Beginning from the dark drum and bass roots of his old moniker SPL, Champagne Drip has reinvented himself many times over since his DnB days, and it didn’t start with the name. When he released his first funky, ambient EP called Journey Into the Champagne Sea, the larger bass music community beyond his hometown of LA stood up and took notice, and it seems this artist has never looked back.
With his new EP Obelisk out now on Liquid Stranger’s WAKAAN label imprint, Champagne Drip has introduced even more styles into his repertoire, including riddim, halftime and even some hip hop beats. Just because he’s keeping this name doesn’t mean Mr. Drip is done messing around with new styles or pushing the bass music envelope.
Many beats and EPs after Champagne Drip started his liquidy journey, it seems he’s still just getting started. Your EDM was curious to see how the Dripmaster sees his own musical journey and evolution, so we sat down with him to talk style and substance. Read and listen:
How did you hook up with Wakaan for this release?
I go back quite a few years with Liquid Stranger. We reconnected more closely over the last year and decided that I should be releasing music on Wakaan.
Obelisk sees yet another shift in your style, as the focus is back on heavy dubstep and riddim. What is interesting to you about reinventing your sound so often? How are you able to makethose switches in your brain?
Doing the same thing over and over again is insanity. Music can be an escape from confines to me. To confine music would be removing some of its purpose.
What’s the significance of the title Obelisk?
When I listen to music I often see images in my head and I write these down. I keep a list of these interesting ideas, visions, or words and use it as a resource to title my work.
When you set out to make this EP, did you write these tracks specifically to follow this theme, or was it more a case of you had a lot of tracks ready and just chose your favorite four?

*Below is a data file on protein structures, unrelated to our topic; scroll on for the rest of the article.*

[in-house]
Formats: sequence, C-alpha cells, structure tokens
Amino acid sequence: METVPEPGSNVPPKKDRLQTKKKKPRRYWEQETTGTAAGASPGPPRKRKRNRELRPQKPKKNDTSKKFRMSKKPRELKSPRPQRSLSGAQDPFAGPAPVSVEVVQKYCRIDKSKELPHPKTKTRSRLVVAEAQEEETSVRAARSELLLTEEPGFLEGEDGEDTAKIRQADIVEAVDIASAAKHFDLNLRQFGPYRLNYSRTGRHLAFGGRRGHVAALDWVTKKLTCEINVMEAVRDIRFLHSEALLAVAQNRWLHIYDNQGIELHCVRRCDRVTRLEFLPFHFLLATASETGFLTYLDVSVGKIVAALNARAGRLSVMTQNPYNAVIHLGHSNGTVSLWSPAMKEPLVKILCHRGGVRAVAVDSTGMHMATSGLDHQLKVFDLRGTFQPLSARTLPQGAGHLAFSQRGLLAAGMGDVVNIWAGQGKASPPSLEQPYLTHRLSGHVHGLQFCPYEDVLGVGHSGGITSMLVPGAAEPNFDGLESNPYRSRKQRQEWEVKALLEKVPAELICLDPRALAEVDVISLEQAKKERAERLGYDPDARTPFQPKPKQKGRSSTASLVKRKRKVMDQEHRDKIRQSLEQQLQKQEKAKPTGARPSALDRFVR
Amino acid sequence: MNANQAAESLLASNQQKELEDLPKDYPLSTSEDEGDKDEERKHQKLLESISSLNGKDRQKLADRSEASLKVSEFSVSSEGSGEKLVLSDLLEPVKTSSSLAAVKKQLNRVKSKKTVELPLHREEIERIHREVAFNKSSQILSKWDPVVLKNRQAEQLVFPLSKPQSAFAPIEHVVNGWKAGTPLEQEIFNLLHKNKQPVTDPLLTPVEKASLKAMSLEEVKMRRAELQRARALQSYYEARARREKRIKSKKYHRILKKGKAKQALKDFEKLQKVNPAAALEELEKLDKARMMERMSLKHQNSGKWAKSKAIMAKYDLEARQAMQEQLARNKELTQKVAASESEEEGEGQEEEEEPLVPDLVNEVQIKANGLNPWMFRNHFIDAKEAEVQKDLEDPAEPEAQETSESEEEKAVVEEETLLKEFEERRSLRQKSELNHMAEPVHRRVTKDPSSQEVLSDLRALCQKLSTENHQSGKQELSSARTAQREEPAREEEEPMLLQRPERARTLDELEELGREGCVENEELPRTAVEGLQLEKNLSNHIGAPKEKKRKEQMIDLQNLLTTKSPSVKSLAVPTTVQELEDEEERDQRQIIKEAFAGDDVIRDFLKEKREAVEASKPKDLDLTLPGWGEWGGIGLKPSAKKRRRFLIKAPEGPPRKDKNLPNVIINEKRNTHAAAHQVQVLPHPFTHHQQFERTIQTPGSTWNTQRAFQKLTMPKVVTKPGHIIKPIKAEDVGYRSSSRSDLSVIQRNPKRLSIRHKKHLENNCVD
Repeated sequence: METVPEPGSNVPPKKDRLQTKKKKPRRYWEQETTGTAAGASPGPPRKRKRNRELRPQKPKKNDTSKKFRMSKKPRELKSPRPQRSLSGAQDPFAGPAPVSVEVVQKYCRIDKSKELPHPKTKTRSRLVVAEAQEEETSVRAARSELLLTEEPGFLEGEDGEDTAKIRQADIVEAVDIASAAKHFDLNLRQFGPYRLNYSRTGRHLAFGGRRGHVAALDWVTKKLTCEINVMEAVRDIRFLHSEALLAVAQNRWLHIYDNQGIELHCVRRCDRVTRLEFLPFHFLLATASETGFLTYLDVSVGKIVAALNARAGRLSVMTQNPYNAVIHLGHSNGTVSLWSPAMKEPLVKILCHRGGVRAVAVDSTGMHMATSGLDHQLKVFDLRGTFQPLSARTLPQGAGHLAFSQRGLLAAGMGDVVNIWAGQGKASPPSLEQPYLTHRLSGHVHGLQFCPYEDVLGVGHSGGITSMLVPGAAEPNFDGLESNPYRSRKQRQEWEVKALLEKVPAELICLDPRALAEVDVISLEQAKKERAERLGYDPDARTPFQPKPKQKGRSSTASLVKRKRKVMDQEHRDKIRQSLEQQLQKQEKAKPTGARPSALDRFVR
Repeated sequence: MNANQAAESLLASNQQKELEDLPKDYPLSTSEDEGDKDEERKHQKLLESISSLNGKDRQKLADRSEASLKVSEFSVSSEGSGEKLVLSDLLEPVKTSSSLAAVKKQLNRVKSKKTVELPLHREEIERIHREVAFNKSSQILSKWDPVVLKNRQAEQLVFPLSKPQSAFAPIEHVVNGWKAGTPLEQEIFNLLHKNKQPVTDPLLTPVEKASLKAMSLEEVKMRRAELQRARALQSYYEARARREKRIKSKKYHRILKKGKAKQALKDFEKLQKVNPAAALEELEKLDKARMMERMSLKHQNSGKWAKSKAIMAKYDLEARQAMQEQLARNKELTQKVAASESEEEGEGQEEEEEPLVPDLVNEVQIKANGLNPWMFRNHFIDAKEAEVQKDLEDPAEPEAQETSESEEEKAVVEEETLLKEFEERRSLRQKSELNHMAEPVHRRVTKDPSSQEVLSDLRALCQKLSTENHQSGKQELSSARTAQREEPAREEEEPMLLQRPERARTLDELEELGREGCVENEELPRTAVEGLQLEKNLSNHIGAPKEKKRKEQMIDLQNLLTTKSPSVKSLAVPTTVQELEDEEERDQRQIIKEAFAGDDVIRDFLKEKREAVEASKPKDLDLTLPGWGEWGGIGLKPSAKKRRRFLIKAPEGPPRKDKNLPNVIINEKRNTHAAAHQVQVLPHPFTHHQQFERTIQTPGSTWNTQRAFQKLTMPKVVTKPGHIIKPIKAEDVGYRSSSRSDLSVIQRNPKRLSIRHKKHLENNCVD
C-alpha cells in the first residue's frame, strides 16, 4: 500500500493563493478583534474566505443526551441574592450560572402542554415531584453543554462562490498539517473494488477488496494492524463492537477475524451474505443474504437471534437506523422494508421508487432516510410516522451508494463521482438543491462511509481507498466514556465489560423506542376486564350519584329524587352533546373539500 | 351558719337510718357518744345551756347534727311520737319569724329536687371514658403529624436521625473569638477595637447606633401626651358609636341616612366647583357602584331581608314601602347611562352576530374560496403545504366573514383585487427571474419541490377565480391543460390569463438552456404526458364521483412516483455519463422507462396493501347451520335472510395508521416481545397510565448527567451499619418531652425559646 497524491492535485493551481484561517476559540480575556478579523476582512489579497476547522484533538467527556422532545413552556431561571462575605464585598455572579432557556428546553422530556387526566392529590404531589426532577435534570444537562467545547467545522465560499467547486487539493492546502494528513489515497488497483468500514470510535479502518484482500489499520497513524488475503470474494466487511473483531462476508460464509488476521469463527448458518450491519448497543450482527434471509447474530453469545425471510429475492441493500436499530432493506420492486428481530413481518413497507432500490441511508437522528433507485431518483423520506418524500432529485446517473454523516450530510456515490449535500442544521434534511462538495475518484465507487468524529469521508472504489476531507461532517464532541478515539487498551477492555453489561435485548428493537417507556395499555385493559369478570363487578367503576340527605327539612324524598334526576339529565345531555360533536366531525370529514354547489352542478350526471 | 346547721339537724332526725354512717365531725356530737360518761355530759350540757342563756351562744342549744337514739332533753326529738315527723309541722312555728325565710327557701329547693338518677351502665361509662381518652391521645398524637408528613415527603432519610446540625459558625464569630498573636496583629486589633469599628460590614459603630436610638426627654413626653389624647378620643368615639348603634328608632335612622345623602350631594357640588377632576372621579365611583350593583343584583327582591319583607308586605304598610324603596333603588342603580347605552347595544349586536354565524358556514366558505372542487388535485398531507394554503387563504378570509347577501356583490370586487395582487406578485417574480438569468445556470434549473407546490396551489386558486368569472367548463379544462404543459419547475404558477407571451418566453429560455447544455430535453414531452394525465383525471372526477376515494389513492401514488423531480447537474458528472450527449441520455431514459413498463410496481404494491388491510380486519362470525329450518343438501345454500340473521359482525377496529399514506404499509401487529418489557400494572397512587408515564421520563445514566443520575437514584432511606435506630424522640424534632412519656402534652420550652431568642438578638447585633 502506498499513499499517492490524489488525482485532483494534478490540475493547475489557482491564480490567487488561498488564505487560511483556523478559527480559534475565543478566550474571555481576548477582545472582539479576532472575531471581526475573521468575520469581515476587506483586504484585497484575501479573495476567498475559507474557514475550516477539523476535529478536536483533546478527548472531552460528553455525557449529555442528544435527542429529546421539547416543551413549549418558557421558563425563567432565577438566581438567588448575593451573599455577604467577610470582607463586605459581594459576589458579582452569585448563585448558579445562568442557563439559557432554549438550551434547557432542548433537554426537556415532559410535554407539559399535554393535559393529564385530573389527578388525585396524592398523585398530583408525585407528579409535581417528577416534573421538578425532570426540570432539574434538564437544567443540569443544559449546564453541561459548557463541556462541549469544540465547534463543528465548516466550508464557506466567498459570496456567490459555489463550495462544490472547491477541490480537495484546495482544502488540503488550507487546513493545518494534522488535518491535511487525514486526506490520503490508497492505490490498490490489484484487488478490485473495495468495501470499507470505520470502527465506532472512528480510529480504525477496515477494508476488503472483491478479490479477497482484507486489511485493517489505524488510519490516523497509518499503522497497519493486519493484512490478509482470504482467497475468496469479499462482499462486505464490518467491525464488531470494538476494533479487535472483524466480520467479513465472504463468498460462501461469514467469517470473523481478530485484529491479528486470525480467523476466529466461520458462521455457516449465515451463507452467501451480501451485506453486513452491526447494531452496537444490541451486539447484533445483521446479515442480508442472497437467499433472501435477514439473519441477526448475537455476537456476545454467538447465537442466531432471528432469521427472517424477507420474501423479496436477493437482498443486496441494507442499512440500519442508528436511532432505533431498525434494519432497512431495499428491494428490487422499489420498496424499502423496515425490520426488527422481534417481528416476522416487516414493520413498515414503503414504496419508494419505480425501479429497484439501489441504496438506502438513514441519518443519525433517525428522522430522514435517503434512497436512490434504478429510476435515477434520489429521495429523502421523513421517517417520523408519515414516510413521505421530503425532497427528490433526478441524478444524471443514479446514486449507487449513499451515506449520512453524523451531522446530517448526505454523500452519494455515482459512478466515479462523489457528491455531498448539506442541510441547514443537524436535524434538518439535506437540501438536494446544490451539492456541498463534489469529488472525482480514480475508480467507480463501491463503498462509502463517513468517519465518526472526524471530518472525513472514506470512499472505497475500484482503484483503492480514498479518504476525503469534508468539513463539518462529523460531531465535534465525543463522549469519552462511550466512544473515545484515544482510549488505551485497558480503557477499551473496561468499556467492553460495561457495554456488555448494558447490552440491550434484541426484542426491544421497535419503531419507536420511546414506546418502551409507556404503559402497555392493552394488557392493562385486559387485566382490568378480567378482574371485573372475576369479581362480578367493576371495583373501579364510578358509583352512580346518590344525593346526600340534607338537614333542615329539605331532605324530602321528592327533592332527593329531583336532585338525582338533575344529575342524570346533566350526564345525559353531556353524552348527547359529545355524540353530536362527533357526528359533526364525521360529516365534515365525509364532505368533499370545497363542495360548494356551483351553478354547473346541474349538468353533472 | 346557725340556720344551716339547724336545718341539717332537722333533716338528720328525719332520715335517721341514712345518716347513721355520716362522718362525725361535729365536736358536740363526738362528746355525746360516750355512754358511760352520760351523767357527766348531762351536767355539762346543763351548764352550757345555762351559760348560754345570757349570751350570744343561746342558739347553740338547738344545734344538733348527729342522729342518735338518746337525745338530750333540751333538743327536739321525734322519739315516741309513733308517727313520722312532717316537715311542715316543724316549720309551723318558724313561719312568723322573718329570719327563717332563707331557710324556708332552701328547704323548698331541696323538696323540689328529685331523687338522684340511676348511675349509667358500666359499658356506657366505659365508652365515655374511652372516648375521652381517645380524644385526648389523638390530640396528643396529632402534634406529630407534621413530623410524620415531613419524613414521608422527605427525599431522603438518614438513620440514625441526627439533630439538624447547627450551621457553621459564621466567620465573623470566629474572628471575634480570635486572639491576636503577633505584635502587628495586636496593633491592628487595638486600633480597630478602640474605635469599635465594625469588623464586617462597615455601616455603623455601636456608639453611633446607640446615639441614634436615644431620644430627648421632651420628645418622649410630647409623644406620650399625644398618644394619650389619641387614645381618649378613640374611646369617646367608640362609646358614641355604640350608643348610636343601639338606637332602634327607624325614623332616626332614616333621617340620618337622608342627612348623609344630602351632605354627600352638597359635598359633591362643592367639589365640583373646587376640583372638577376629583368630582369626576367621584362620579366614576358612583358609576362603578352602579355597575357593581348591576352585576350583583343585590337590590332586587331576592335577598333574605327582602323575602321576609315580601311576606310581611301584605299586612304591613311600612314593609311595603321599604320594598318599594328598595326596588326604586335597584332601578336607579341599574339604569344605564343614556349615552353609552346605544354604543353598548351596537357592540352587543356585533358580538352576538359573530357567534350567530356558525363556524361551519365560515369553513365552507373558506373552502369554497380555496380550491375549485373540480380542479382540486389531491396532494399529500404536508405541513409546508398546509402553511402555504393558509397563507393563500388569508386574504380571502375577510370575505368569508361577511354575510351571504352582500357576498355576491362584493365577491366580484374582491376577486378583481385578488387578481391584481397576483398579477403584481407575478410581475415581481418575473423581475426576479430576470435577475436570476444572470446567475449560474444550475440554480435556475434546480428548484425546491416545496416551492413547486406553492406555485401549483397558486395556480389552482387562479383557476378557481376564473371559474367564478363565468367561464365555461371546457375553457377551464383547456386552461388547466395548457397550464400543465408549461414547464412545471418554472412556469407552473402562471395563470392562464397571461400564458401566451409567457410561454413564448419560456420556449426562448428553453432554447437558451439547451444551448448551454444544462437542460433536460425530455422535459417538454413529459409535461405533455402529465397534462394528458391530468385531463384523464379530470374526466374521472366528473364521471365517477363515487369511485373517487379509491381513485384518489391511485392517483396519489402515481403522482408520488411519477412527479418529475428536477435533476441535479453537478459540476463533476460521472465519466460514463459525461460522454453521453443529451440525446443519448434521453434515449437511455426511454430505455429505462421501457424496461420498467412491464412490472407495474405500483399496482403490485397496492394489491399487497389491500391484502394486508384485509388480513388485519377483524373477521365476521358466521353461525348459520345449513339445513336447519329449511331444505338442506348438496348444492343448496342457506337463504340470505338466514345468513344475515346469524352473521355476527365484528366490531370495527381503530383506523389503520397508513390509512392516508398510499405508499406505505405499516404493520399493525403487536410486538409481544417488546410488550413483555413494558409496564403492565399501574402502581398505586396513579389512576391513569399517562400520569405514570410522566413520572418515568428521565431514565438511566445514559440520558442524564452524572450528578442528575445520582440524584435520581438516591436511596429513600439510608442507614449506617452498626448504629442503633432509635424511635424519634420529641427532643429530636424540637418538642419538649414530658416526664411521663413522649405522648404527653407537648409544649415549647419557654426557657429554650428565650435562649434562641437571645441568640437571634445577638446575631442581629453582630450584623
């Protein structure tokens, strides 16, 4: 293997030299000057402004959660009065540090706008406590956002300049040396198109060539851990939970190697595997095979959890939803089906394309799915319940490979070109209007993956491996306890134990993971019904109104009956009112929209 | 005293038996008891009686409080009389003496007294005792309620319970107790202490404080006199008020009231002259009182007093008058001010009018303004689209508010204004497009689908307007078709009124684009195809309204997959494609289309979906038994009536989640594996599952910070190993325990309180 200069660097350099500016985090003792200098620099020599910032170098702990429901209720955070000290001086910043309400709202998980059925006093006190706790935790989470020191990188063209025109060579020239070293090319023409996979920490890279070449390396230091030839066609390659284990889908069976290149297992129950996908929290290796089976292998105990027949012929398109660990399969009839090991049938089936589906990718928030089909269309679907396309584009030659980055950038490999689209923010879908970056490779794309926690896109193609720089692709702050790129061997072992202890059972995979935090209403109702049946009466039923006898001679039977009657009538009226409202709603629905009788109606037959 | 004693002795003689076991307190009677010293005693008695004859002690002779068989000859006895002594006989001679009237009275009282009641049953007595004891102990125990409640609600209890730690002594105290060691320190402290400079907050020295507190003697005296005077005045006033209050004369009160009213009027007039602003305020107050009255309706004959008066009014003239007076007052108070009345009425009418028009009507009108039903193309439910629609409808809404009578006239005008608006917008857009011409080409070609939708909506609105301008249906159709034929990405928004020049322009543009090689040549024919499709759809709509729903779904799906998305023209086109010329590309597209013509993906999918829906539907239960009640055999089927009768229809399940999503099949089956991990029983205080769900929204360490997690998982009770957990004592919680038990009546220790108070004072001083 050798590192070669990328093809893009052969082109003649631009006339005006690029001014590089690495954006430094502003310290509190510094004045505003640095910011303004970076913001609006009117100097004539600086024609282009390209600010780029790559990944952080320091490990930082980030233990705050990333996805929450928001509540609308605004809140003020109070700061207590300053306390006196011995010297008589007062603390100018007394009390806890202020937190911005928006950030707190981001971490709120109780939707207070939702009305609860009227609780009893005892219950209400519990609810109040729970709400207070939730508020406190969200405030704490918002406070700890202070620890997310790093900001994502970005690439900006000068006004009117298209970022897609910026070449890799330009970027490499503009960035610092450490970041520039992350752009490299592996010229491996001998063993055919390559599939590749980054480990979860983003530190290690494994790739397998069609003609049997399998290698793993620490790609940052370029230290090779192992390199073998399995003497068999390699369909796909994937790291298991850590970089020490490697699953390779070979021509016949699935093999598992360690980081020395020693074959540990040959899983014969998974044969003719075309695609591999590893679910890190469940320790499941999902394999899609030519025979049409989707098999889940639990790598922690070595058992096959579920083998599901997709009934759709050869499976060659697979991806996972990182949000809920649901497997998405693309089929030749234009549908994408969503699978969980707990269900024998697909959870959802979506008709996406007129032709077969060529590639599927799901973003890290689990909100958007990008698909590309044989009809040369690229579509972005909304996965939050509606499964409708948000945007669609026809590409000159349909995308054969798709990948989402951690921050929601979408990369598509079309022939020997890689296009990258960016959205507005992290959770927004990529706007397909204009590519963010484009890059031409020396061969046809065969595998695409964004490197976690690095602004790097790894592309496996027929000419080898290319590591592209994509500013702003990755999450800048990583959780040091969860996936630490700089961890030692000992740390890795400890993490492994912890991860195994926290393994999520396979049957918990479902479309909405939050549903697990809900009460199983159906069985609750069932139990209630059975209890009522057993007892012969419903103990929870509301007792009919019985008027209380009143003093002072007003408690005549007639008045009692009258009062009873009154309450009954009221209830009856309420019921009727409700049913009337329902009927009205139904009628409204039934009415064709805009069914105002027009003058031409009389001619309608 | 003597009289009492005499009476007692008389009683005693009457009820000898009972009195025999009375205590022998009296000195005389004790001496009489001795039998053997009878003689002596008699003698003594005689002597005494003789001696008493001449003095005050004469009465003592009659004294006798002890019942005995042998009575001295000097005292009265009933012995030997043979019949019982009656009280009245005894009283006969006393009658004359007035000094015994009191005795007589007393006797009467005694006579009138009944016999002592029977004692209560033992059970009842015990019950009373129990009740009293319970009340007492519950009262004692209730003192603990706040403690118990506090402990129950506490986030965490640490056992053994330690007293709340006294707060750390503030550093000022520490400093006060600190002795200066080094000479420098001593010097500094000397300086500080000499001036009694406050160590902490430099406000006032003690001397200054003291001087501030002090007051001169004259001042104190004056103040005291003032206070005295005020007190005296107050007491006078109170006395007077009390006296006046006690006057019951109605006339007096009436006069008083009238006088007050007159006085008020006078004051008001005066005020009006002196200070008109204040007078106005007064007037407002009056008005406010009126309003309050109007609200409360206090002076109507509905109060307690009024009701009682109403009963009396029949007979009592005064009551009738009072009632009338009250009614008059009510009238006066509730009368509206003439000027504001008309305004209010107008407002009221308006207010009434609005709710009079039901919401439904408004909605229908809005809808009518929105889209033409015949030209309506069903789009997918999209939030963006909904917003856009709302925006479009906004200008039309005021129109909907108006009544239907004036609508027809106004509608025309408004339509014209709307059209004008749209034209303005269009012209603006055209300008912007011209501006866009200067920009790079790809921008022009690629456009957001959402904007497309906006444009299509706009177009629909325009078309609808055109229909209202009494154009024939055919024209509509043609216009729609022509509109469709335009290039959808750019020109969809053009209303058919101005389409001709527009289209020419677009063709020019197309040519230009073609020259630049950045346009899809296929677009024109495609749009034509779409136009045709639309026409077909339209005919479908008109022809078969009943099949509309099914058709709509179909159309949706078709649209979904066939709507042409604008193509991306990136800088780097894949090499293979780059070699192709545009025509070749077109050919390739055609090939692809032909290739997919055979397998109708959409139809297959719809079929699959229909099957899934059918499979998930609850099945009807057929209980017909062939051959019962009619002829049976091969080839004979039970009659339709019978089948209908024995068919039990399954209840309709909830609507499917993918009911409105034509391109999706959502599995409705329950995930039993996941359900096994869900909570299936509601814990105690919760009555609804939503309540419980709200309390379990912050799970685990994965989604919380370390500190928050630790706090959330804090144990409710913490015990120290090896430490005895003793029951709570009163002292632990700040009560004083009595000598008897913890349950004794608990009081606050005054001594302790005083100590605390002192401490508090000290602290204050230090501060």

I chose four that would fit into an EP. When I write I feel like I have very limited control over what comes out. Usually I can determine the tempo and structure but everything else is a matter of finding what actually works. I end up with a bunch of tracks and I put together what I think might work as a musical journey.
How do you see the evolution of your own style in the scope of the evolution of bass music?
It’s hard to say. I think I’ve gotten really lucky. People love weird stuff these days and weird has always come very naturally to me. I feel like we have finally come to a point where bass music is no longer new to the masses and it takes creativity to be exciting. Now I’m really leaning into making unique stuff and it seems to resonate.
It may or may not be common knowledge that you’re really into the science of sound and how tracks are put together. How did you apply some of this sound science to the new EP, and what do you think you learned?
I’m always learning new things and experimenting. There’s no technique specifically used in this EP that I haven’t used on other tracks within the last year. Essentially, I’m carving a space for each sound so the mix works. I seek better ways to do this but it almost always comes down to what sounds are being used and where they are used. Then I add EQ and dynamics processing and tweak the arrangement until I start to run up against my limitations and hit a point of diminishing returns.
Speaking of music theory and application, you also are quite existential with music. Was there anything in particular in these tracks that you thought there’s a real philosophical theme or theory expressed?
Not really. I’m at the mercy of experimentation and out of that, what sounds good to me and moves me. Then I try to pick a cool sounding name, I wish I had some sort of detailed lore or meaning behind the process but it’s extremely abstract.
What’s up next for you in terms of touring and shows?
I am headed to Aston Manor in Seattle and Beta in Denver on September 5th and 6th respectively. Then I’m in Milwaukee on September 15th. After that I have Deadbeats dates in October and November in Eugene OR and Detroit. I’m at Escape Psycho Circus here in Southern California in the end of October. I’ll also be in Vegas, San Antonio, and multiple cities that haven’t been announced yet before the end of the year.
Any collabs or singles you can discuss?
I have collaborations with Liquid Stranger, Space Jesus, Minnesota, LSDREAM and a few others. I’m also working on more records for WAKAAN and a remix for What So Not and Skrillex.
Are you thinking about working on anything with your old project SPL in the near future? Anything you can discuss?
I won’t be doing any more SPL in the forseeable future. That project seemed to get me stuck and I hit a plateau with how far I could take it. Plus, if I was still producing as SPL it would probably sound like ‘Obelisk’ and everything else I’m doing. Going back seems like it would be pointless and maybe work against me.